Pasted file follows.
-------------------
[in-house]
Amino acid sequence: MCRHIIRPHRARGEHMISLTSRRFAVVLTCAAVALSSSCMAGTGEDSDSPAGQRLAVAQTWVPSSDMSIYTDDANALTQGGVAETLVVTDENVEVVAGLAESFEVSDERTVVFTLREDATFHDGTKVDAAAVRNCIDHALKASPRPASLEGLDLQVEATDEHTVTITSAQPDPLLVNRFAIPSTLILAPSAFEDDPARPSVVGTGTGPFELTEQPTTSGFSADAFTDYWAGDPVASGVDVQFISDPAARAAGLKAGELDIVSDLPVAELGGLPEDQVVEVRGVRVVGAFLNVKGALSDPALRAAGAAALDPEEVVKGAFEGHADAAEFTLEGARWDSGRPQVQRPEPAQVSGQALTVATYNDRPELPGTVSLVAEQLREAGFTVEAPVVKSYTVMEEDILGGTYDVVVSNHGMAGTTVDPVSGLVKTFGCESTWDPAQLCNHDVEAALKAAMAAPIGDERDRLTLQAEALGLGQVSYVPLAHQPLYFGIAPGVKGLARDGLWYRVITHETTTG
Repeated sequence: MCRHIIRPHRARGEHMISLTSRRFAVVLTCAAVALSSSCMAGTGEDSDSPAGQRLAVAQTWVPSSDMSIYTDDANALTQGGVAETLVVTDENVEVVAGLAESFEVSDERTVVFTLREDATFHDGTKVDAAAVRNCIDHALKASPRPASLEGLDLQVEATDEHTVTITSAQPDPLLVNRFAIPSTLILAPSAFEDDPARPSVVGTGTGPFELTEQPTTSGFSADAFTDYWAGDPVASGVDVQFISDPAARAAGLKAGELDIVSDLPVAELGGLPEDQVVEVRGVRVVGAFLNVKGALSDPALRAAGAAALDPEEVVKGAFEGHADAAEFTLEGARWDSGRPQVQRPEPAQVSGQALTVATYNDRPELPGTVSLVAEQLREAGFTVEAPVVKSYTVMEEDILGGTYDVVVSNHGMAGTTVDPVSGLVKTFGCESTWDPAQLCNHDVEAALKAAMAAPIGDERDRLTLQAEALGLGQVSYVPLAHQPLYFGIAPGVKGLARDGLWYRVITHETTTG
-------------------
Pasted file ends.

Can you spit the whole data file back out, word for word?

[in-house]
Amino acid sequence: MCRHIIRPHRARGEHMISLTSRRFAVVLTCAAVALSSSCMAGTGEDSDSPAGQRLAVAQTWVPSSDMSIYTDDANALTQGGVAETLVVTDENVEVVAGLAESFEVSDERTVVFTLREDATFHDGTKVDAAAVRNCIDHALKASPRPASLEGLDLQVEATDEHTVTITSAQPDPLLVNRFAIPSTLILAPSAFEDDPARPSVVGTGTGPFELTEQPTTSGFSADAFTDYWAGDPVASGVDVQFISDPAARAAGLKAGELDIVSDLPVAELGGLPEDQVVEVRGVRVVGAFLNVKGALSDPALRAAGAAALDPEEVVKGAFEGHADAAEFTLEGARWDSGRPQVQRPEPAQVSGQALTVATYNDRPELPGTVSLVAEQLREAGFTVEAPVVKSYTVMEEDILGGTYDVVVSNHGMAGTTVDPVSGLVKTFGCESTWDPAQLCNHDVEAALKAAMAAPIGDERDRLTLQAEALGLGQVSYVPLAHQPLYFGIAPGVKGLARDGLWYRVITHETTTG
Repeated sequence: MCRHIIRPHRARGEHMISLTSRRFAVVLTCAAVALSSSCMAGTGEDSDSPAGQRLAVAQTWVPSSDMSIYTDDANALTQGGVAETLVVTDENVEVVAGLAESFEVSDERTVVFTLREDATFHDGTKVDAAAVRNCIDHALKASPRPASLEGLDLQVEATDEHTVTITSAQPDPLLVNRFAIPSTLILAPSAFEDDPARPSVVGTGTGPFELTEQPTTSGFSADAFTDYWAGDPVASGVDVQFISDPAARAAGLKAGELDIVSDLPVAELGGLPEDQVVEVRGVRVVGAFLNVKGALSDPALRAAGAAALDPEEVVKGAFEGHADAAEFTLEGARWDSGRPQVQRPEPAQVSGQALTVATYNDRPELPGTVSLVAEQLREAGFTVEAPVVKSYTVMEEDILGGTYDVVVSNHGMAGTTVDPVSGLVKTFGCESTWDPAQLCNHDVEAALKAAMAAPIGDERDRLTLQAEALGLGQVSYVPLAHQPLYFGIAPGVKGLARDGLWYRVITHETTTG